5 Pro-Community Governance Models of Cryptocurrencies31st March 2019
While you’re trying to understand the technology behind any particular cryptocurrency, the project might be doomed on the organizational level. The governance process is more of a human issue and if it’s not formally defined, even though the network is decentralized from an architectural standpoint, it can remain centralized in its decision-making processes.
In this article, we’re going to explore governance models that are retaining the decentralized characteristics and examine who are acting in ways that are best for the community, like TeleCoin or Tezos.
There are enough bad examples out there, the worst of which could be EOS, which has only 21 trusted entities periodically elected to maintain the blockchain and receive rewards for doing so. EOS seems to be designed for block producers to support other block producers. It’s clear that the EOS protocol may have an incomplete approach to governance and the accusations against them are well-deserved until they will be willing to change their ways.
Leaving any selfish reasons behind, a blockchain’s governance should be as decentralized as possible in order to maximize the network’s resilience to all sorts of attacks. Sometimes, even at the expense of efficiency and innovation. With over $2 billion worth of digital assets having been stolen to date, you can’t accuse anyone of willing to be security-first!
How important is the governance model
The cryptocurrency world is still in development. Even if it’s different and we’re supporting the proposal of being defined as a completely new asset class, it has similarities with the equity markets where there are clearly defined stakeholder structures for investor recourse. Structures with the same goals as governance systems: protect investor interests and prevent rogue executives from running amok with the company.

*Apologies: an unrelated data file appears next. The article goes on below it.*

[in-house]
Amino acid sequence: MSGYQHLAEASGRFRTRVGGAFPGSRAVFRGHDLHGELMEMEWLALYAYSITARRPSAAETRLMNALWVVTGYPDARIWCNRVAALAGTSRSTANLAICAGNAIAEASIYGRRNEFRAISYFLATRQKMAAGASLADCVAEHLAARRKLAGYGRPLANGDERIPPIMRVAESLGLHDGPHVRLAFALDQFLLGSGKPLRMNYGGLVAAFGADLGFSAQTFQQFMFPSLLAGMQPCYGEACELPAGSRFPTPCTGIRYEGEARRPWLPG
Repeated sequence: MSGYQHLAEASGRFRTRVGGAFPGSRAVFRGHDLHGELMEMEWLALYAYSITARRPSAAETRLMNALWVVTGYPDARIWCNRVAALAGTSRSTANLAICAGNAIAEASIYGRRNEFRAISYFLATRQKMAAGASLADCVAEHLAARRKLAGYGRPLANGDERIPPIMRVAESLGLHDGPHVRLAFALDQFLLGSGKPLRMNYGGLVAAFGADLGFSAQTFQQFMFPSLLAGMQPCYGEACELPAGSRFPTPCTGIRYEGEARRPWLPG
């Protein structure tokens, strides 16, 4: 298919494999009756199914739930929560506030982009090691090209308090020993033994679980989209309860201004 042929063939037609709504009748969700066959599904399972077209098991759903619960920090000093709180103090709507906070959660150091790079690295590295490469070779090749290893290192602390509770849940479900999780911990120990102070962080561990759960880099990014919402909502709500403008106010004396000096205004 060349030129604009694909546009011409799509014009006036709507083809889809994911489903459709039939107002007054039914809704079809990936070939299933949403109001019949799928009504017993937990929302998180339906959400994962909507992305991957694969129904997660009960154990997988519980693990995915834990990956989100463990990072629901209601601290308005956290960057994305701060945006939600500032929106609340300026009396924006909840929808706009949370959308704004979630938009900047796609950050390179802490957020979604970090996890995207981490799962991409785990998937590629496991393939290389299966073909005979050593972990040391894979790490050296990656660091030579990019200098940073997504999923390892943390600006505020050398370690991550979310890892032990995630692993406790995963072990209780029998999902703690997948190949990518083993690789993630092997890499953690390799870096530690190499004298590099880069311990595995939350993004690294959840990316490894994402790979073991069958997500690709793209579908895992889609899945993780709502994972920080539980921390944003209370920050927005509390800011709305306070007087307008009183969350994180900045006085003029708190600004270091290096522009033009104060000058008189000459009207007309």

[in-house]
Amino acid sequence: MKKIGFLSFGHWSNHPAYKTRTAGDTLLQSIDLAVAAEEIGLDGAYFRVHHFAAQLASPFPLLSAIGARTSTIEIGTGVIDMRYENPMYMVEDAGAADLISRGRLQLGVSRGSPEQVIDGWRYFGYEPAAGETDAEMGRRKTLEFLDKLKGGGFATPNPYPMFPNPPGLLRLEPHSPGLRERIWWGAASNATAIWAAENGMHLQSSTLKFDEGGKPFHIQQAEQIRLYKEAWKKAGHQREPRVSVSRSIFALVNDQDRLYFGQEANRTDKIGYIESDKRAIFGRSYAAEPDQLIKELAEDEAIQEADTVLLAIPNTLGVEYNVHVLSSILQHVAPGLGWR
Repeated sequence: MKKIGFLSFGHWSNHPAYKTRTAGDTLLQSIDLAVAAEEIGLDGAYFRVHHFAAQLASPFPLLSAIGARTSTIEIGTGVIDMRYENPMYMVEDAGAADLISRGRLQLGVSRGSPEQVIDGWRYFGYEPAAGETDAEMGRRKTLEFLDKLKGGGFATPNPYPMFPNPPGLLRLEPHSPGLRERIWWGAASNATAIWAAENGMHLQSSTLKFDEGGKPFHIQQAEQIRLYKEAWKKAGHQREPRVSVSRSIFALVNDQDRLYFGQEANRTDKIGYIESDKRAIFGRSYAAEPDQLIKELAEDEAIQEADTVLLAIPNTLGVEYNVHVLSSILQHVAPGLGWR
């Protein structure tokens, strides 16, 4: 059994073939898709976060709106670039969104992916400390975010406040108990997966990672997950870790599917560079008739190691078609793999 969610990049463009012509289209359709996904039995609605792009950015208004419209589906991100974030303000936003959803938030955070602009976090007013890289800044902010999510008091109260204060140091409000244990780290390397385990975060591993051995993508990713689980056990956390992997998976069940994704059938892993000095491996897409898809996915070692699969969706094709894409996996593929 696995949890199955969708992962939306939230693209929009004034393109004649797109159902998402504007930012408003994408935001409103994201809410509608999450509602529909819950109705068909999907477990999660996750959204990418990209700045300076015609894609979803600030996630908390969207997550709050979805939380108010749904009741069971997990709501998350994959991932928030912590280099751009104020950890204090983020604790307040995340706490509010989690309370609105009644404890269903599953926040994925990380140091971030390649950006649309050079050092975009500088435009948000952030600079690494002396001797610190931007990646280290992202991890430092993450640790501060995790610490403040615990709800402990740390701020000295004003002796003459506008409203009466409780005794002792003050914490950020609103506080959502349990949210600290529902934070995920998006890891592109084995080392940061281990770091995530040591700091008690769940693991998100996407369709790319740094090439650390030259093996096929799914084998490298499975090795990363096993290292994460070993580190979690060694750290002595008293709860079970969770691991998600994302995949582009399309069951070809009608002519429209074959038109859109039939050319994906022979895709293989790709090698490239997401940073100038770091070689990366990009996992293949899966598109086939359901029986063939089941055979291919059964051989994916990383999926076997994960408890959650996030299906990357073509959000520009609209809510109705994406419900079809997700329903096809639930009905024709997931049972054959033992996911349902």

“At an individual level, real monetary value is at stake, which in turn gives rise to investor and payment protection concerns,” says Philipp Hacker, a researcher on corporate governance systems.
Cryptocurrency investors have the same rights as company shareholders, because they are directly affected by protocol changes in a blockchain.
If the changes are determined only by a select group of stakeholders, a large majority could become the victim of their own interests. In the case of Bitcoin, when Bitcoin’s core team showed resistance in the face of changing the block size, investors were bystanders in the drama that culminated in a fork of the blockchain, thus Bitcoin Cash was created.
Bitcoin is based on a set of rules, most of them being inherited from Satoshi Nakamoto’s original vision. Over time, in order to address its vulnerabilities new rules had been added, while others were amended. Who made these decisions? According to its decentralized governance model, any individual can “vote” on “Improvement Proposals” suggested by developers or other users. However, in order to use the signal mechanism that is casting your vote throughout the network, you need to run a full node.